The 4BR Top 10 Test Pieces due for a Revival
There has been a lot of debate during the past few months over
the choices of test pieces used during 2002 and those choices already
decided upon for use in 2003. The Regionals in particular will see
at least one piece that will be greeted by a barrage of critical
discussion, whilst we are sure there will be a few hackles raised
over the choices for the forthcoming Grand Shield qualifiers.
Choosing test pieces for a contest is a damn difficult job for
anyone to undertake, as there is surely a balance to be struck between
the new and progressive and the old and the traditional. Not everyone
gets it right of course, but overall the choices made in the past
few years at the major contests have been about right. 4BR is a
great supporter of seeing new and exciting works for brass band
commissioned and performed, but there is always a place for a revival
or two every now and again.
With this in mind then, we have chosen ten works that we personally
would like to see dusted off from the library shelves and possibly
used again during the next twelve months or so at a few top class
contests. Some are not the oldest works in the world, but all qualify
in our books as being classics of their genre.
See if you agree with our choice of works to be resurrected from
the grave for 2003.
Festival Music – Eric Ball
How this has been overlooked for so long remains a mystery. Eric
Ball’s homage (and pastiche) to the greatest composer of all
was written for use at the National Finals in 1956, 200 years after
Wolfgang Amadeus Mozart was born. That day it must have been one
heck of a test for the bands, with three movements that made technical
demands (the bass end in particular) that even the players of today
would find immensly difficult to play clearly and cleanly (especially
now that large bore monsters in the bass end don’t exactly
help with making things light and dainty). The first is marked “Overture”
and is something of a copy of Mozart’s Sonata No 14, whilst
the second, “Romance” has echoes of the “Magic
Flute”. The third, “Impromptu” is based on the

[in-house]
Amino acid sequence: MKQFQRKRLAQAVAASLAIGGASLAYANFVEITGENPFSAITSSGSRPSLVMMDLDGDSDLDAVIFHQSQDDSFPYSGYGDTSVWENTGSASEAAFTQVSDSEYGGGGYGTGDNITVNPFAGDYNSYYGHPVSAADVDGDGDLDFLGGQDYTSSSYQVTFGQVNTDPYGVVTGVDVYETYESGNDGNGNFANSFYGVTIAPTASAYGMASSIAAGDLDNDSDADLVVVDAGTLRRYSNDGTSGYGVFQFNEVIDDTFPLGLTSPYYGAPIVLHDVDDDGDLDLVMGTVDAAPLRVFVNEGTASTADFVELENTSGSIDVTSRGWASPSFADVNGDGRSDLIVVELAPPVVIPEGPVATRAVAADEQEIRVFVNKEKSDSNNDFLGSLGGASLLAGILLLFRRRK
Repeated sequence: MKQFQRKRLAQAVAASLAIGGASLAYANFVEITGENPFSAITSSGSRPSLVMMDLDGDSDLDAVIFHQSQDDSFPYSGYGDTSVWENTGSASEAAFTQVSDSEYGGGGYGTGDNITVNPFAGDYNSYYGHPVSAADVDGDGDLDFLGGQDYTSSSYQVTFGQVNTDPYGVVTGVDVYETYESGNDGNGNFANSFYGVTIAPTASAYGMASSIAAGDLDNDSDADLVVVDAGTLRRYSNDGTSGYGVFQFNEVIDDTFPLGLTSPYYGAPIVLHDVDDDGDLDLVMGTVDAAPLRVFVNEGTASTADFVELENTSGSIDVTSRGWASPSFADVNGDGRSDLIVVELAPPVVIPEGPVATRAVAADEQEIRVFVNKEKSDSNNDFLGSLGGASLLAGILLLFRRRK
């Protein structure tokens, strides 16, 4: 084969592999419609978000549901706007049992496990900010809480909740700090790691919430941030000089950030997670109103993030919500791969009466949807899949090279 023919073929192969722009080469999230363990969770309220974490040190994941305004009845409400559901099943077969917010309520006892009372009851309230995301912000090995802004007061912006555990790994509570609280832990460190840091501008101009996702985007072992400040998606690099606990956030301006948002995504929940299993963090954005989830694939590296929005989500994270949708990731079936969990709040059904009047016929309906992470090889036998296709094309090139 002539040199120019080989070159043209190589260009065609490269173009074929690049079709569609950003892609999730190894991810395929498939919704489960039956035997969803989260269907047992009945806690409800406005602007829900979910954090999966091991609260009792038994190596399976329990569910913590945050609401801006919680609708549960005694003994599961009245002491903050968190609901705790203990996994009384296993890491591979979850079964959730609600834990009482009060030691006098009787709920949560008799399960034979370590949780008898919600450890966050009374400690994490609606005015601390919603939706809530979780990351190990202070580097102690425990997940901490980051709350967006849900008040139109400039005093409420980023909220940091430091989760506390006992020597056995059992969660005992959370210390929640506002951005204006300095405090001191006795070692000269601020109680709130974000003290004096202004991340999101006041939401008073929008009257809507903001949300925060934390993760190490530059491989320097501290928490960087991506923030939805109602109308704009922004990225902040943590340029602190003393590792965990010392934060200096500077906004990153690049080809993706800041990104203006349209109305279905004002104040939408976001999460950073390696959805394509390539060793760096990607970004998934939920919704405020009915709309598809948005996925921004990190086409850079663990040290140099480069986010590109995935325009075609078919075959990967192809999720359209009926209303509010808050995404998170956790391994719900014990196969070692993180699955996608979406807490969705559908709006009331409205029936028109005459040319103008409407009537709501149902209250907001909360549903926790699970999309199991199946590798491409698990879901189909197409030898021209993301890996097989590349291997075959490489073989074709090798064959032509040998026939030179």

first seven notes of his fantasia for pianoforte and has more of
a touch of Brahms in its construction.
It has surfaced now and again as the test piece for the Regional
Championships in 1967, the Mineworkers in 1983 and Pontins in 1990
but such a great work has been criminally underused over the years.
With the centenary of Eric Ball’s birth this year wouldn’t
it nice if one of his greatest works was used as the Finals once
Variations for Brass Band – Ralph Vaughan Williams
Another work which has been amazingly overlooked over the years,
perhaps because the great man himself was no fan of the traditional
virtues of the brass band (he hated the use of vibrato and the parts
are clearly marked non vibrato throughout). He also included a Celeste
part knowing that it would never be played. The piece (theme and
11 variations) was written for use at the 1957 National Championships
and remains one of the most sublime pieces for brass band ever written.
There is some dispute over who actually scored the work (was it
Philip Catelinet?) but whoever did it made a great job of it and
the way in which the music emphasises the beauty the brass band
sound (especially the middle band sounds) is something which perhaps
no other cmposer has come close to doing. Technically it can be
played with ease, but musically – now that is a different
kettle of fish all together.
Fireworks – Elgar Howarth
1975. That’s right. 28 years ago Elgar Howarth gave us a
classic piece of brass band writing that even today remains one
of the truly great pieces for the medium. Just like Ball’s
“Festival Music” it is a homage to an even greater composer